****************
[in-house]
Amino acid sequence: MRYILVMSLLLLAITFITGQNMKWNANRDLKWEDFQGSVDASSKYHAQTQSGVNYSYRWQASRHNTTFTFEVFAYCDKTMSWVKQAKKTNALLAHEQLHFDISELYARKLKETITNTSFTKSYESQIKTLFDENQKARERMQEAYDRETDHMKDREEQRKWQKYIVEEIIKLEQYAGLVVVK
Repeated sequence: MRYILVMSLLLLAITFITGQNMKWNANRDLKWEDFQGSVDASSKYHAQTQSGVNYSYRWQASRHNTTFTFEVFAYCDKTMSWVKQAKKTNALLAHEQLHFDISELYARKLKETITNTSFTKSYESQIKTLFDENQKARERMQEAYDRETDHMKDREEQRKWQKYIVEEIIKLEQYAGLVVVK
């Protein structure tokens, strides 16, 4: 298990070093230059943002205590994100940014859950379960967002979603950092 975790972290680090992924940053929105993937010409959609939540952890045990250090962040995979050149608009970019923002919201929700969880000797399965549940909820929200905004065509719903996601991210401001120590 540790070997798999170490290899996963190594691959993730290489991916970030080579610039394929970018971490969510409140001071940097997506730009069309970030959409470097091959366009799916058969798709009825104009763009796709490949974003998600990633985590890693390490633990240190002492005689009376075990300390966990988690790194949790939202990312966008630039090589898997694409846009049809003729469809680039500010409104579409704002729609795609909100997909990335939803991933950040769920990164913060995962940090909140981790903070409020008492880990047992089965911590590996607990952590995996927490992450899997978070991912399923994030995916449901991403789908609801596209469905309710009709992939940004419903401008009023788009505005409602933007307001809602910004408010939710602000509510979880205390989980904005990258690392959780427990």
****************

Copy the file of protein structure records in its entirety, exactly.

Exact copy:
[in-house]
Amino acid sequence: MRYILVMSLLLLAITFITGQNMKWNANRDLKWEDFQGSVDASSKYHAQTQSGVNYSYRWQASRHNTTFTFEVFAYCDKTMSWVKQAKKTNALLAHEQLHFDISELYARKLKETITNTSFTKSYESQIKTLFDENQKARERMQEAYDRETDHMKDREEQRKWQKYIVEEIIKLEQYAGLVVVK
Repeated sequence: MRYILVMSLLLLAITFITGQNMKWNANRDLKWEDFQGSVDASSKYHAQTQSGVNYSYRWQASRHNTTFTFEVFAYCDKTMSWVKQAKKTNALLAHEQLHFDISELYARKLKETITNTSFTKSYESQIKTLFDENQKARERMQEAYDRETDHMKDREEQRKWQKYIVEEIIKLEQYAGLVVVK
């Protein structure tokens, strides 16, 4: 298990070093230059943002205590994100940014859950379960967002979603950092 975790972290680090992924940053929105993937010409959609939540952890045990250090962040995979050149608009970019923002919201929700969880000797399965549940909820929200905004065509719903996601991210401001120590 540790070997798999170490290899996963190594691959993730290489991916970030080579610039394929970018971490969510409140001071940097997506730009069309970030959409470097091959366009799916058969798709009825104009763009796709490949974003998600990633985590890693390490633990240190002492005689009376075990300390966990988690790194949790939202990312966008630039090589898997694409846009049809003729469809680039500010409104579409704002729609795609909100997909990335939803991933950040769920990164913060995962940090909140981790903070409020008492880990047992089965911590590996607990952590995996927490992450899997978070991912399923994030995916449901991403789908609801596209469905309710009709992939940004419903401008009023788009505005409602933007307001809602910004408010939710602000509510979880205390989980904005990258690392959780427990």